The Phantom Zone unleashes, in haphazard yet inspired fashion, the likes of Sauron (Jermaine Clement, always great value, particularly his delivery of “My eye!”), Voldermort (not Ralph Fiennes, busy playing Alfred, but Eddie Izzard), Agent Smith(s), Godzilla, British robot villains the Daleks (I would never have conceived that Batman would meet the Daleks, outside of a Joe Dante movie, which brings me to…) and Gremlins (who even get linked to their The Twilight Zone namesake when they set to work on the Batwing).
The level of comic invention is so frenetic that, like those other comedy past masters, it scarcely matters that some of them miss. The musical interludes/Bat raps are fine, but none are as inspired as Batman’s Song (Untitled Self Portrait) in the first movie (as such, this is a classic example of something going down so well that attempting to repeat that inspiration is fated to fail). And, with regard to Batman’s emotional journey, it is undoubtedly hammered home, but all involved are far too wised-up to make you buy that it’s too genuine (as in, more important than making us laugh – the makers would be fools not engineer a reset of some description for the sequel, because that faux-moodiness is the appeal of Arnett’s performance. They’ll probably turn Cera into a rebellious teenager too).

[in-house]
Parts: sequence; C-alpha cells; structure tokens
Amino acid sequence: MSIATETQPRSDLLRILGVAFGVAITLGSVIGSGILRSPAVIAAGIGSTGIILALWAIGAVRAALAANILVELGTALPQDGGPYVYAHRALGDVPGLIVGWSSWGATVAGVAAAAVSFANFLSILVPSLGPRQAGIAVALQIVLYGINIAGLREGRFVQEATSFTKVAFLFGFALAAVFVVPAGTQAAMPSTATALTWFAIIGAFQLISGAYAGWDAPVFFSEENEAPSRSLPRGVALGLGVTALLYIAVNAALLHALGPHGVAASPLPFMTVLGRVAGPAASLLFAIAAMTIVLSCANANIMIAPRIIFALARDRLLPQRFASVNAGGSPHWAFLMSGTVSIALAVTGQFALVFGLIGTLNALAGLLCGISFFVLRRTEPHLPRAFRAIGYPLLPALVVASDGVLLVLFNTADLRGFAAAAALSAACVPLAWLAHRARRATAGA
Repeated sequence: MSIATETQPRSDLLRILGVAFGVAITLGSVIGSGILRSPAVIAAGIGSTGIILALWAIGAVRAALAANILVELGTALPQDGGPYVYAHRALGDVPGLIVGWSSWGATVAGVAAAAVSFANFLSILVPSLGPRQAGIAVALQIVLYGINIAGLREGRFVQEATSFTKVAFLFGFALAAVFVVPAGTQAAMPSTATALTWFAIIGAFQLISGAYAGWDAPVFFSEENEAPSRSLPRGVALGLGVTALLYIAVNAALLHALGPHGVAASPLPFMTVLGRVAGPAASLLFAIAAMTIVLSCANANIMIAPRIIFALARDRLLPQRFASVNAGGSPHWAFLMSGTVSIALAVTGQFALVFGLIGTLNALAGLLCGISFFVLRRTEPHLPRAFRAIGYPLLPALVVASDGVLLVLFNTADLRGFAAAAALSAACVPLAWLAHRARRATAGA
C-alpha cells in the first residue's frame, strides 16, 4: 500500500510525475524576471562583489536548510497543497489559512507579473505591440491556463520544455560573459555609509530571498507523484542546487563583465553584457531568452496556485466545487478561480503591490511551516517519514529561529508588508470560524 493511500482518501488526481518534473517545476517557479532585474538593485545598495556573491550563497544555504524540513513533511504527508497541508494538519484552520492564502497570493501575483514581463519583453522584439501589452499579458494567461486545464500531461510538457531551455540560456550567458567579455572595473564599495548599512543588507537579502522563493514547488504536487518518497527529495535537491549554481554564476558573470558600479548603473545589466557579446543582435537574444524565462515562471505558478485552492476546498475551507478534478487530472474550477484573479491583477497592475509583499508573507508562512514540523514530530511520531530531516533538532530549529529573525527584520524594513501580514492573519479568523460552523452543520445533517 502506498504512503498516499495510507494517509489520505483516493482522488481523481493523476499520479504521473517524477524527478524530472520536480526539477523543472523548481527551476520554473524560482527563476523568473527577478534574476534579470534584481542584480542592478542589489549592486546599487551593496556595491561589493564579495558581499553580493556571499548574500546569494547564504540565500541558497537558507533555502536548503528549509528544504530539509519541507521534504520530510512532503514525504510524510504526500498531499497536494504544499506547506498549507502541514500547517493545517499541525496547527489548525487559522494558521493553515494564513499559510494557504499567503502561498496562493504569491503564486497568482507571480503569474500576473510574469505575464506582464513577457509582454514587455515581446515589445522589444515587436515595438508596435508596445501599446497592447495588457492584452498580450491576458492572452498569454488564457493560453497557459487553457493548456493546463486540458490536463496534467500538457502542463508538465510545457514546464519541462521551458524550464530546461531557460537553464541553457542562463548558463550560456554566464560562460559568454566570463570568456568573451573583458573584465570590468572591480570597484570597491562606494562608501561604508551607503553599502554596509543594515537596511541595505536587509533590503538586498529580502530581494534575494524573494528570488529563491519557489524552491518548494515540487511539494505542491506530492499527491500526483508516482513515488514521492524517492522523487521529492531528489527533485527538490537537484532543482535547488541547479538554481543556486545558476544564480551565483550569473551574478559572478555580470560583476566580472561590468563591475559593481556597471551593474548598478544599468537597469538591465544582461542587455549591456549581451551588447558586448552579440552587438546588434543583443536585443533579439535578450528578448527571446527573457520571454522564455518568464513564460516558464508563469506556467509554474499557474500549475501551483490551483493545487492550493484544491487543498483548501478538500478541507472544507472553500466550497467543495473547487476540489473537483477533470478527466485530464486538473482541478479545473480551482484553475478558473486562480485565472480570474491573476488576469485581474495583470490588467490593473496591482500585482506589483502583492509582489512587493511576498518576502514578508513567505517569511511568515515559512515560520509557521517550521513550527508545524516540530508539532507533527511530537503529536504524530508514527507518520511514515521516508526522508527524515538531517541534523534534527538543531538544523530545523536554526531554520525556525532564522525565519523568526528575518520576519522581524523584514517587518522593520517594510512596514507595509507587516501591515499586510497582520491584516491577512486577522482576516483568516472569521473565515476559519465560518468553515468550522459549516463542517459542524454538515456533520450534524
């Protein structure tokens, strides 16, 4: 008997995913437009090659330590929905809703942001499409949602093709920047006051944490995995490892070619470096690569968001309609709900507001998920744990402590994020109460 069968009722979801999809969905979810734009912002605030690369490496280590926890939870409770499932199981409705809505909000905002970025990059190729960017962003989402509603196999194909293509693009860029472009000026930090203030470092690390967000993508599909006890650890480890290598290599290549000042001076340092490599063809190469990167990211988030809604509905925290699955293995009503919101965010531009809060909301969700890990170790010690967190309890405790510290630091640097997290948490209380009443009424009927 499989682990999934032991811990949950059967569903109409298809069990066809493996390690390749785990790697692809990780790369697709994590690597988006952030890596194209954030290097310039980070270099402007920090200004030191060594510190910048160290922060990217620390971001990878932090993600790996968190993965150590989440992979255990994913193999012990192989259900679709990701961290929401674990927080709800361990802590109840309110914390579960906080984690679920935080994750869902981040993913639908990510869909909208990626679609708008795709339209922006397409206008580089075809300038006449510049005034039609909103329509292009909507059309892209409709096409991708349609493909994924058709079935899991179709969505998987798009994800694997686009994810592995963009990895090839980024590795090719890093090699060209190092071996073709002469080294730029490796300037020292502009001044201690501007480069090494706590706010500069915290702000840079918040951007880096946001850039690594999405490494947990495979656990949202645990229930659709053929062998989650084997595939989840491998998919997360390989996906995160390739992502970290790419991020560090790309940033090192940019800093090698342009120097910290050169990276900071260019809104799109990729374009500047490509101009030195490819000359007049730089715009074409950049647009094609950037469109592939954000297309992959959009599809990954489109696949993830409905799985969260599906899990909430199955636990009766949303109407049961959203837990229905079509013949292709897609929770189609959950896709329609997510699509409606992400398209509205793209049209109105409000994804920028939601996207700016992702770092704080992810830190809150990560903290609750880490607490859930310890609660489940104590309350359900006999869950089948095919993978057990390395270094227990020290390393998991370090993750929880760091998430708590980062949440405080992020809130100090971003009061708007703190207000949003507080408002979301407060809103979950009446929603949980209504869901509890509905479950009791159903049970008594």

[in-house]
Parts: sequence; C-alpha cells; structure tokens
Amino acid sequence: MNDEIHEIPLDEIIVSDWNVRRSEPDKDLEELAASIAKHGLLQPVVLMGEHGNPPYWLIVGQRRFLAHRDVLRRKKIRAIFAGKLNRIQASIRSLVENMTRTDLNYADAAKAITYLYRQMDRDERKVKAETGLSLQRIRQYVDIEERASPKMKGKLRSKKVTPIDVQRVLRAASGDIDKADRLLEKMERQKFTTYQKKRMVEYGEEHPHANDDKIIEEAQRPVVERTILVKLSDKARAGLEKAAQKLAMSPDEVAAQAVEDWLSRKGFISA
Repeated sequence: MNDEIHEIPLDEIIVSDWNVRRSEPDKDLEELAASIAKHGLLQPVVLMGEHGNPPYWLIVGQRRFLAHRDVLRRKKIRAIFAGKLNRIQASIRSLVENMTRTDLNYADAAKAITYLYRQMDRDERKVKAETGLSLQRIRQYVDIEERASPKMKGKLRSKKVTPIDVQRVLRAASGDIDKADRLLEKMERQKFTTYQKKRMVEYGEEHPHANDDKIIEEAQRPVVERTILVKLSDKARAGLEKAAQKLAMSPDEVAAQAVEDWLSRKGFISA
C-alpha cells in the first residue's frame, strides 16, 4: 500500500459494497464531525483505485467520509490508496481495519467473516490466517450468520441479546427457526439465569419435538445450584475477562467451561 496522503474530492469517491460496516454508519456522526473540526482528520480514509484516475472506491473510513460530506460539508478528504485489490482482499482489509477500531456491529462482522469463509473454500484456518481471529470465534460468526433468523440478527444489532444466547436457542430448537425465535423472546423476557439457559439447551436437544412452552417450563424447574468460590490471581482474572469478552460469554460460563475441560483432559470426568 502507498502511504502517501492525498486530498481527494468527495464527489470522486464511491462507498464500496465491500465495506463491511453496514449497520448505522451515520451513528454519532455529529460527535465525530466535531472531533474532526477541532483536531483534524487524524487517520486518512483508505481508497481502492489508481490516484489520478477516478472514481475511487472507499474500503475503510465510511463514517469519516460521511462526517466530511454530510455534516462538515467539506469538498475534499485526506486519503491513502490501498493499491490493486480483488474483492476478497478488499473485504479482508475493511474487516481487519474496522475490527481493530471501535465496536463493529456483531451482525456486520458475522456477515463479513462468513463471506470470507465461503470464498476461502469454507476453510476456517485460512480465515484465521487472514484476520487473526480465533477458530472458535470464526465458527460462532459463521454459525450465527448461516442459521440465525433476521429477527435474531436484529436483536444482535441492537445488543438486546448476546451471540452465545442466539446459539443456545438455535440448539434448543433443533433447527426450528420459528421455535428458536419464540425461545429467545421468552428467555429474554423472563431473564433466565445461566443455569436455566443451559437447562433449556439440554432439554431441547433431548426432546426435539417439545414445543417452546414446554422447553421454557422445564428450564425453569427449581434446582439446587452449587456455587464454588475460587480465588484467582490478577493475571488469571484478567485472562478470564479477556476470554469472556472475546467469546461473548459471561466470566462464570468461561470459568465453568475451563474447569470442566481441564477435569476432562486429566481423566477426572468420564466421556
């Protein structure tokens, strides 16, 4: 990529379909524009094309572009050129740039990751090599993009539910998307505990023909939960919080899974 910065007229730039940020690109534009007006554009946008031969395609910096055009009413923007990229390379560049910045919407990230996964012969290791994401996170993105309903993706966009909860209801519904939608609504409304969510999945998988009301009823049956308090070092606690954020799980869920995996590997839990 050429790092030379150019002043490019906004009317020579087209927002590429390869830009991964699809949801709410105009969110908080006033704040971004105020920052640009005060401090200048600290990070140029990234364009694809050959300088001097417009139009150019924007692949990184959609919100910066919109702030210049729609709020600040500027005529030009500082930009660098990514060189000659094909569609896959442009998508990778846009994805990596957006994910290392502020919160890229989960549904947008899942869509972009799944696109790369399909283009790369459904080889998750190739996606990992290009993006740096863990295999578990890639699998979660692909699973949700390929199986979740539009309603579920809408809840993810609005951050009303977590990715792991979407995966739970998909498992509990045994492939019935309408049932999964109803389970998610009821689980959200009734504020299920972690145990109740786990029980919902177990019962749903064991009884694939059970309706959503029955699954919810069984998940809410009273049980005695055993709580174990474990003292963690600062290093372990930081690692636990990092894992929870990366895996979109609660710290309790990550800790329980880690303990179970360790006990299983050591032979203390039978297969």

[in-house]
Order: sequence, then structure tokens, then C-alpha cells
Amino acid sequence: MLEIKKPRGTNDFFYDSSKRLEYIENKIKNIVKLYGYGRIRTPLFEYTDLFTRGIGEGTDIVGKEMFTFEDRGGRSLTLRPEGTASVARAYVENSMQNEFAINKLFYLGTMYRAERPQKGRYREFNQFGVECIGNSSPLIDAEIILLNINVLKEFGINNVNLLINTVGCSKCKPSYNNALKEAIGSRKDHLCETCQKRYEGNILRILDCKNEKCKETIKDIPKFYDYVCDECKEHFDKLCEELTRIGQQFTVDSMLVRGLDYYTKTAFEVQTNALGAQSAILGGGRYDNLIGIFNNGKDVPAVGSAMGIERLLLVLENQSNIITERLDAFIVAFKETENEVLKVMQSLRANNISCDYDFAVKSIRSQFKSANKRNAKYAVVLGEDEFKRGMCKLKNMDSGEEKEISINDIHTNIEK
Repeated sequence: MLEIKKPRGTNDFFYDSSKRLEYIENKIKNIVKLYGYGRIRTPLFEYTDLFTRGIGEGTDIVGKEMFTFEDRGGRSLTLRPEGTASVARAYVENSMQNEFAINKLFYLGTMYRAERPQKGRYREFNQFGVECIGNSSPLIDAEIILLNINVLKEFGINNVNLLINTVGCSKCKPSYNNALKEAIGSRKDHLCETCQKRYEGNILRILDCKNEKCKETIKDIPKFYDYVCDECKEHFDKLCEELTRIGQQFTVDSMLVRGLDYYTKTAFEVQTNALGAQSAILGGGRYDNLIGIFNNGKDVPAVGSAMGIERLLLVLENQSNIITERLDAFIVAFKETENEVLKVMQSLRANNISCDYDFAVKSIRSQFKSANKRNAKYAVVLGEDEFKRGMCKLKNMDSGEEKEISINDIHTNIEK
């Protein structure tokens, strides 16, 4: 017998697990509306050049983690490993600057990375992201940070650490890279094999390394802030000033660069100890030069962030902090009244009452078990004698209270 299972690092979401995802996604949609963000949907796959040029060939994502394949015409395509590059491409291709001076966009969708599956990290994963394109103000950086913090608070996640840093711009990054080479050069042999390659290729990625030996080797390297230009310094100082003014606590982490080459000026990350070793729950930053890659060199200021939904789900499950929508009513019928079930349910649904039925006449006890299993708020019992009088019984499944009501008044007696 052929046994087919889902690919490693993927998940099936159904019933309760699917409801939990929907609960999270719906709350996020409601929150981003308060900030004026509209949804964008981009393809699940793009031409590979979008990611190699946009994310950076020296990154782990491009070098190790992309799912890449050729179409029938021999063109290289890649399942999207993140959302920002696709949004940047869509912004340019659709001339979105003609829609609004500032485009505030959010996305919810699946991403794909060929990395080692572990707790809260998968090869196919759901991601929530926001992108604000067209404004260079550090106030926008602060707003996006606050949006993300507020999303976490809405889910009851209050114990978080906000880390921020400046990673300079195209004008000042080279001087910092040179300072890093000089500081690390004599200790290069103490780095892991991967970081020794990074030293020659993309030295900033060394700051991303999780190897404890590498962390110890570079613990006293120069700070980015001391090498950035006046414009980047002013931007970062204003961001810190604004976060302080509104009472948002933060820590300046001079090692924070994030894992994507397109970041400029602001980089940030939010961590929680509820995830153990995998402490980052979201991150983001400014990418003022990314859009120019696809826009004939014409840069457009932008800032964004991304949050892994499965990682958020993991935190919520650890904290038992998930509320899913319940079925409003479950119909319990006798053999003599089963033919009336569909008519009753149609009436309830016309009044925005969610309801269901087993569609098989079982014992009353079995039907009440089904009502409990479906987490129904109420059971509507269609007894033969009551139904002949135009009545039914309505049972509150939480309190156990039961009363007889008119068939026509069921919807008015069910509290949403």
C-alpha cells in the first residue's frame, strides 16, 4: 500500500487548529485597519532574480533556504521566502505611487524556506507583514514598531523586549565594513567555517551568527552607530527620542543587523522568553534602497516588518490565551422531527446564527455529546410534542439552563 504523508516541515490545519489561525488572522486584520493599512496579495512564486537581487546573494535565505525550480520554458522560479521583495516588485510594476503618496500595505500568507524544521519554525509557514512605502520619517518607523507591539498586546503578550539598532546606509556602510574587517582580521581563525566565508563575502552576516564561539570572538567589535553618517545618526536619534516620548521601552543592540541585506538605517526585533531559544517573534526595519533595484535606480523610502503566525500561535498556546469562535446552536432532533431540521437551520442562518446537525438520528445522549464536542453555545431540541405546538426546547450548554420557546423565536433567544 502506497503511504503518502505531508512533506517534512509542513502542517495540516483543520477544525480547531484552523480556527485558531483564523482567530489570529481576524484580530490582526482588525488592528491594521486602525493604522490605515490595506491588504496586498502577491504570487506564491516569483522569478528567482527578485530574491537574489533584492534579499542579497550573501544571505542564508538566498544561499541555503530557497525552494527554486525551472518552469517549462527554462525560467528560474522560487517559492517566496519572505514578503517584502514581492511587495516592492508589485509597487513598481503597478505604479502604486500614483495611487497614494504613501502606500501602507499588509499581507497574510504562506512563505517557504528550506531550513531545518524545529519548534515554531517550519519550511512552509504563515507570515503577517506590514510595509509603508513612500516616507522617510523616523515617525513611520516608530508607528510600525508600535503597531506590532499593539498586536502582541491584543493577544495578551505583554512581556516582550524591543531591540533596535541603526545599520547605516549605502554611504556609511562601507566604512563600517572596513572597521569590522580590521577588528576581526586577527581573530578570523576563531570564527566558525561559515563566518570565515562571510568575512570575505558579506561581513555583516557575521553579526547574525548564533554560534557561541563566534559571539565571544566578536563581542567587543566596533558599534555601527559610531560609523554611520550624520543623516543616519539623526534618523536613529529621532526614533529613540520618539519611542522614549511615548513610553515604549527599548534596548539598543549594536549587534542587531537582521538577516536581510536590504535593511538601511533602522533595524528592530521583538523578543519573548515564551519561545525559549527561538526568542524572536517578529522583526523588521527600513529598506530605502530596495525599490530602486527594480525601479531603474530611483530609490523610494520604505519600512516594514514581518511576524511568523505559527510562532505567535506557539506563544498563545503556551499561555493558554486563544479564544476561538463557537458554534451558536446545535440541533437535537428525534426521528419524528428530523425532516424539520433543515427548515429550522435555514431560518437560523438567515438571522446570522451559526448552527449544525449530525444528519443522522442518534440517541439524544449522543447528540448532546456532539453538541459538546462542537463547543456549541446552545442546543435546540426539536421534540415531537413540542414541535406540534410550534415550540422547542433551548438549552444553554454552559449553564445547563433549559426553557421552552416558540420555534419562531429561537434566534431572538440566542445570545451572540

Visually, this is, like its predecessor, an incredibly busy movie, particularly when it comes to the Day-Glo, technicolour cavalcade of ADD action that is the climax (it might have been inspired by the filmography of Stephen Sommers). Perhaps not too much for the microchipped kids, able to process ever more alarming quantities of information at ever higher rates, but for the elderly it can be difficult to keep up, best expressed (visually) by Poison Ivy killing an infinite succession of penguins (not the character) inserted between her and Batman.